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Federal lawsuit filed over New Orleans election plans

[JURIST] The Advancement Project [advocacy website], a Washington, DC-based advocacy group, has filed a federal lawsuit challenging election plans for New Orleans [JURIST report], alleging that the plan puts too much emphasis on absentee voting and would keep blacks out of office. According to the lawsuit [complaint, PDF; press release], Louisiana's emergency election plan following Hurricane Katrina [JURIST news archive] will disenfranchise or severely burden the franchise of thousands of displaced voters, the vast majority of whom are African-American, and therefore violates the 1965 Voting Rights Act [DOJ backgrounder].

Late last month, the Louisiana legislature approved a plan to hold April elections in New Orleans city races and to distribute absentee ballots to residents still displaced by Katrina. The Advancement Project is seeking a federal court order directing Louisiana election officials to make several modifications to the plan, including setting up satellite polling places, mailing unsolicited absentee ballots to displaced persons with known addresses, and giving public notice of the elections in all states where displaced persons reside. The National Association for the Advancement of Colored People [advocacy website] has also indicated that it might file a court challenge against the election plans unless displaced voters are given greater consideration. AP has more.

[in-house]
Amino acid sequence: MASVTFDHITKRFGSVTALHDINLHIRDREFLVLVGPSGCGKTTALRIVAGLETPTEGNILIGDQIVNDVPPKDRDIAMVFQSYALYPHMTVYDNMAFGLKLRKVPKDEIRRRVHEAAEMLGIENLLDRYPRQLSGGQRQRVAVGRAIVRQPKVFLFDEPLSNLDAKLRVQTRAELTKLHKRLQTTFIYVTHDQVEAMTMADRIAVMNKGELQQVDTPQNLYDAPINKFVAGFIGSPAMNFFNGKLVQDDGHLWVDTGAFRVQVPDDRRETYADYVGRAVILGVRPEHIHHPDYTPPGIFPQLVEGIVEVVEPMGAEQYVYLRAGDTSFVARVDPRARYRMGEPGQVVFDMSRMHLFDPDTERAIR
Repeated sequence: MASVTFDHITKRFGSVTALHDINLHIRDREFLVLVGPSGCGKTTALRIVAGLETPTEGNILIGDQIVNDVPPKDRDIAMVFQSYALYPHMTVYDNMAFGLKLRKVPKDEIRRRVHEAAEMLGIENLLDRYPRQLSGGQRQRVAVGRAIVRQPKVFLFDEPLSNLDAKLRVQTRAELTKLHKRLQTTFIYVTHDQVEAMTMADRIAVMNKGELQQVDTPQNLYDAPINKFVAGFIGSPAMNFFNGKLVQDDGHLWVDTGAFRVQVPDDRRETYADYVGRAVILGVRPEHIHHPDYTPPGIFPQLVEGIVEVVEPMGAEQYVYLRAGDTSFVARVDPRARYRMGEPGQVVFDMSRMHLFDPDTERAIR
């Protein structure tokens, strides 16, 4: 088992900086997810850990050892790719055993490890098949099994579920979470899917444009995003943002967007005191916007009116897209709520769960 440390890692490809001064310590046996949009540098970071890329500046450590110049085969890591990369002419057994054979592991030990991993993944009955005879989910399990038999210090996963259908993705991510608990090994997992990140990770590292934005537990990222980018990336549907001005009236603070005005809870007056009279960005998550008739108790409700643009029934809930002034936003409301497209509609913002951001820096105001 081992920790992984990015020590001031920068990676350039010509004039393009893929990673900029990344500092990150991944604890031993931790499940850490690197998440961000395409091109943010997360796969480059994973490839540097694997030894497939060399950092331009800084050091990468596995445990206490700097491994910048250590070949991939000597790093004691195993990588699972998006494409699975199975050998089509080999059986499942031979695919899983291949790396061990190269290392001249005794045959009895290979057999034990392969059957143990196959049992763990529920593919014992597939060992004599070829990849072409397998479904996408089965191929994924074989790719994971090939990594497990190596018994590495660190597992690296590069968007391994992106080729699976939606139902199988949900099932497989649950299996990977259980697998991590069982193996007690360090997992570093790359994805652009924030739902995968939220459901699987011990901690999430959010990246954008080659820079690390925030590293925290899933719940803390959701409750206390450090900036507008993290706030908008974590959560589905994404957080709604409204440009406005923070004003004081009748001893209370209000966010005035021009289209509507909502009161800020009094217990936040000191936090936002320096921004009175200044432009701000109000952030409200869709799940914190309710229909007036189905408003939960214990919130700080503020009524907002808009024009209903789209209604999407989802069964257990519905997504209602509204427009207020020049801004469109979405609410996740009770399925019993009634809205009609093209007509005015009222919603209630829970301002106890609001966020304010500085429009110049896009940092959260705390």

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Paper Chase is JURIST's real-time legal news service, powered by a team of 30 law student reporters and editors led by law professor Bernard Hibbitts at the University of Pittsburgh School of Law. As an educational service, Paper Chase is dedicated to presenting important legal news and materials rapidly, objectively and intelligibly in an accessible format.

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